For example, in a sample of US patients with psoriasis, a CareFlow found that 58% had requested a specific brand of medication from their physician in the past year, twice as high as expected in the general population, this illustrates the importance of communicating with these patients before they visit a physician.

A CareFlow for depression revealed how long it took patients to seek care; often 6 months or more. The time lag represents an opportunity for pharma companies to accelerate the patient path to care. It also revealed how better management of patients’ expectations could improve treatment adherence.

Data and insight available from social media has a critical part to play in constructing such CareFlows, especially when placed in conjunction with other sources such as surveys, web-engine search trends, electronic medical records and consumer data. Once companies are committed to concepts such as CareFlow, the next imperative is to reshape their commercial approach accordingly, something that is likely to require a reallocation of marketing focus and investment. In a digital world, such concepts will be a crucial element of any successful commercial strategy.

What can social research provide in terms of patient insight?

In the digital era and with the boom in social media there are thousands of patient conversations happening daily. This isn’t breaking news, but how can we ensure we are making use of these conversations and gaining valuable patient insights from them? Social research goes beyond social listening, and whilst many assume it’s the same thing, intelligently conducted social research can uncover some great insights in double quick time.

So, what experiences have we gained here at MMRI?

Can you capture the emotion of the patient?

In Non-Hodgkin Lymphoma, we were able to capture the emotion of the patient in the moment of their diagnosis, which you cannot get via traditional research methodologies due to a reliance on memory recall. This insight helped our client to devise the right patient support services and these formed a key pillar of their brand launch strategy.

Does patient experience match HCP perception?

In Chronic Myeloid Leukaemia, we discovered that HCP perception on side effects related to one particular brand was not echoed by the patient population. For the client, this insight enabled them to refine their communication strategy in such a way that effectively changed HCP perceptions about their brand and its side effect profile.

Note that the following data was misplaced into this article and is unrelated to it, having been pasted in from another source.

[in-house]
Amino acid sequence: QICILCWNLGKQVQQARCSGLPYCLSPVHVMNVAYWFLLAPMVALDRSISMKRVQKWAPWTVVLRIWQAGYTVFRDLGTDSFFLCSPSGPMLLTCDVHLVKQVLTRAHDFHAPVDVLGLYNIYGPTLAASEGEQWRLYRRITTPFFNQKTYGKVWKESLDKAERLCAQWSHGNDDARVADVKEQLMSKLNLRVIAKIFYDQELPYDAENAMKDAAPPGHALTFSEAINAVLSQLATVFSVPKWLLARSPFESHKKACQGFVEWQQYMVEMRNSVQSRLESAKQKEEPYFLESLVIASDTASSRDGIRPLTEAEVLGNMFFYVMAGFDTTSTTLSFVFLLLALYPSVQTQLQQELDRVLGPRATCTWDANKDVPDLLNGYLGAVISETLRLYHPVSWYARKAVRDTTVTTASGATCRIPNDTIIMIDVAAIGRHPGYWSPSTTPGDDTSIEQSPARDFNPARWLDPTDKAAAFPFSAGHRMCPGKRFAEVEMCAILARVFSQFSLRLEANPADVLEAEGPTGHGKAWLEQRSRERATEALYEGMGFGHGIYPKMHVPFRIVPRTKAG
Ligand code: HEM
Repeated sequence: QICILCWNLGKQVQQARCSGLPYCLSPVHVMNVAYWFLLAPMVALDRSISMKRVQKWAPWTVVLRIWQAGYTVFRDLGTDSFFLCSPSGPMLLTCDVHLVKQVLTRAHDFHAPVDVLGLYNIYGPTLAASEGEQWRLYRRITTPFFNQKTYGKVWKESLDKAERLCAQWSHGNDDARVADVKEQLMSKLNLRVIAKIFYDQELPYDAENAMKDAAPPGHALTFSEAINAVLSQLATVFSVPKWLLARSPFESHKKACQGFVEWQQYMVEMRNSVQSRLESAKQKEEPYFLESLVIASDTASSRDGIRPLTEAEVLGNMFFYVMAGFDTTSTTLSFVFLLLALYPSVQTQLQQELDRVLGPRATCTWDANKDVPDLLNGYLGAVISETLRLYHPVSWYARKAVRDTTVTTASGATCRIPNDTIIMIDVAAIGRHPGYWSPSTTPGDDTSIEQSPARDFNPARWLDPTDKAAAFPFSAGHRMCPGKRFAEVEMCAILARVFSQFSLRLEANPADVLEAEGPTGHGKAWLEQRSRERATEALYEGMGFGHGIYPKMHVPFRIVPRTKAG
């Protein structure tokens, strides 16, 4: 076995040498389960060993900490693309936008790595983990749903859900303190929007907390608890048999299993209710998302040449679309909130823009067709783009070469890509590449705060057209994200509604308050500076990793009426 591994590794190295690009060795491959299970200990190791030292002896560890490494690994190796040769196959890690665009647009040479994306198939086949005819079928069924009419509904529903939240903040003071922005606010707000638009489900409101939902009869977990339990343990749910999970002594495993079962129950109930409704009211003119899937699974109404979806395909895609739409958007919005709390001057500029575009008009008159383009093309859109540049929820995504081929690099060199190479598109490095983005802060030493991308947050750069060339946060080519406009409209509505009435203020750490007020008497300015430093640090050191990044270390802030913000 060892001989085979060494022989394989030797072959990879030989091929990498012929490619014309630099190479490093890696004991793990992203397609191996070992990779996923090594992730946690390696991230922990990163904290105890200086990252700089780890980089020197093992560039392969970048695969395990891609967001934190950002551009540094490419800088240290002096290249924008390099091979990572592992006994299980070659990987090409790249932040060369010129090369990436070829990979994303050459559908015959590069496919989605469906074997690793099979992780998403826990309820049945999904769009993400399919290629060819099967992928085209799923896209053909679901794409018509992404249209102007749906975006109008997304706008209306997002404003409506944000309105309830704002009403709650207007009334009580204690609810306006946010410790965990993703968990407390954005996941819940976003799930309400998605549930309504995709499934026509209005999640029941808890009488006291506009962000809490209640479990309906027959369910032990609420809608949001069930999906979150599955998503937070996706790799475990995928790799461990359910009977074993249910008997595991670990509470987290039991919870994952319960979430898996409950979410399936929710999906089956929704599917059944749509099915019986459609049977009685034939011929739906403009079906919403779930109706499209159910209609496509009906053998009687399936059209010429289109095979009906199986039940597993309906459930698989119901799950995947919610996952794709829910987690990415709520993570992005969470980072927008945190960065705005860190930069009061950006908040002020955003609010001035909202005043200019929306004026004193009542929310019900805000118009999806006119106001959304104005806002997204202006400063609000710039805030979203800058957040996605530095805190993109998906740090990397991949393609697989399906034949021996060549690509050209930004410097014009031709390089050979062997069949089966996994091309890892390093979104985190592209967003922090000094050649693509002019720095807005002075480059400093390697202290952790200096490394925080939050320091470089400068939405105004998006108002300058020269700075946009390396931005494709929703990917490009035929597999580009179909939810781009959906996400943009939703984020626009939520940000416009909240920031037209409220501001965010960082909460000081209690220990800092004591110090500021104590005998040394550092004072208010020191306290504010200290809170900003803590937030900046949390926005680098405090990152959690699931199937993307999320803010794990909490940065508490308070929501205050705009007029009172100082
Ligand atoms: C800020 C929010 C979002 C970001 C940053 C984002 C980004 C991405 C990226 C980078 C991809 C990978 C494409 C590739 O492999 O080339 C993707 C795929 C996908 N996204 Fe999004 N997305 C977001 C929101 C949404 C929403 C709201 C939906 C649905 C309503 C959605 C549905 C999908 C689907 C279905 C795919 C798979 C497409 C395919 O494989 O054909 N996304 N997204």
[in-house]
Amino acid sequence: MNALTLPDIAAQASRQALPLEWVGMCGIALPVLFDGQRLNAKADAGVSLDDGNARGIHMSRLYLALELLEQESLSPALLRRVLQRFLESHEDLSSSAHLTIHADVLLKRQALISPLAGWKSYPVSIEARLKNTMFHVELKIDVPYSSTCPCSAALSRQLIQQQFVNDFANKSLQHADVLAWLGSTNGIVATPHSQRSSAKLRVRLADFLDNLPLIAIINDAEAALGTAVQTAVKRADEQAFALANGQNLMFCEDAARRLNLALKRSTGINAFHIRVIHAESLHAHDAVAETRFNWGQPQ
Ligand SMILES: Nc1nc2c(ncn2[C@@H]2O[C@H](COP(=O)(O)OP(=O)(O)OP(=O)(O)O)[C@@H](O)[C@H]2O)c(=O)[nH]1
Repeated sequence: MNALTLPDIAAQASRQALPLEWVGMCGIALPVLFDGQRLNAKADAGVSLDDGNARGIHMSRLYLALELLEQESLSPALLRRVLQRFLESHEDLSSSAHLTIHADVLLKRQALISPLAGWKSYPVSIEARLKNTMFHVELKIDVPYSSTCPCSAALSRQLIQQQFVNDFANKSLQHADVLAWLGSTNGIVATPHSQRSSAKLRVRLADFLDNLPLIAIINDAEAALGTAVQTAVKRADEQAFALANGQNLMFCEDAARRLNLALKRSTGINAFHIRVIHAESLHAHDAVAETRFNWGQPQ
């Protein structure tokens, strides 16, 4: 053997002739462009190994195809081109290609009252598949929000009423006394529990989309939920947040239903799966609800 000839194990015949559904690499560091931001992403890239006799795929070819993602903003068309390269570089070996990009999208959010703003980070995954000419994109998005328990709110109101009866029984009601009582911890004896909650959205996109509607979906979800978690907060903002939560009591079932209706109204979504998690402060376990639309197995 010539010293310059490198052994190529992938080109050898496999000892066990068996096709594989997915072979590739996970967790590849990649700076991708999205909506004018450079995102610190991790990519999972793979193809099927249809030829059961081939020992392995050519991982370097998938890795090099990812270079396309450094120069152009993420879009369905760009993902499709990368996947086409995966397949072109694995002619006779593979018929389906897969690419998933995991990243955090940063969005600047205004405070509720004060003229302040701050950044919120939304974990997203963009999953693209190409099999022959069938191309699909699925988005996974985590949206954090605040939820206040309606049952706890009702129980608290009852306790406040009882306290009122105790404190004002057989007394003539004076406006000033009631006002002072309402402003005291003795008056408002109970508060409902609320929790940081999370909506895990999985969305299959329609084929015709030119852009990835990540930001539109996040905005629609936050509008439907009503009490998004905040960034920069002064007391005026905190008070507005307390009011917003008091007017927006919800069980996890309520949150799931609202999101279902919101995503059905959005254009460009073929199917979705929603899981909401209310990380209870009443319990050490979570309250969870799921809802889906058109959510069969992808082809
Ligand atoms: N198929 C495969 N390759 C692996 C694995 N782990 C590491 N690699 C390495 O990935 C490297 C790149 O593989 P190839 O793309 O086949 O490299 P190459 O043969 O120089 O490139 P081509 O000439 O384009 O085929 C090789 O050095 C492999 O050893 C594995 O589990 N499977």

What does MMRI Research give you?

Social research, when carried out by market research professionals, carries benefits that can add value, whether integrated with traditional methodologies or used in isolation, such as:

  • In the moment (capturing the emotion as it happens)
  • Spontaneous (unprompted and unbiased)
  • Conversational (comments and responses can be picked up from other users)

We go beyond social listening, capturing relevant, real-time conversations which are then analysed by our skilled research team to organise and understand themes, topics and sentiment, leading to actionable insights for our clients.


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Digital divide persists even as lower-income Americans make gains in tech adoption - PEW RESEARCH CENTER 

Digital divide persists even as lower-income Americans make gains in tech adoption - PEW RESEARCH CENTER  | Co-creation in health | Scoop.it

Nearly 30 years after the debut of the World Wide Web, internet use, broadband adoption and smartphone ownership have grown rapidly for all Americans – including those who are less well off financially. But even as many aspects of the digital divide have narrowed over time, the digital lives of lower- and higher-income Americans remain markedly different.

Roughly three-in-ten adults with household incomes below $30,000 a year don’t own a smartphone. Nearly half don’t have home broadband services or a traditional computer. And a majority of lower-income Americans are not tablet owners. By comparison, many of these devices are nearly ubiquitous among adults from households earning $100,000 or more a year.

 

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Could Be the Thyroid; Could Be Ennui. Either Way, the Drug Isn’t Helping.

Could Be the Thyroid; Could Be Ennui. Either Way, the Drug Isn’t Helping. | Co-creation in health | Scoop.it

“During the past four weeks, have you been tired? Been exhausted? Had difficulty getting motivated to do anything at all?”

These questions — which a substantial chunk of the population probably could answer in the affirmative — appeared on a questionnaire used in a major European study published recently in The New England Journal of Medicine.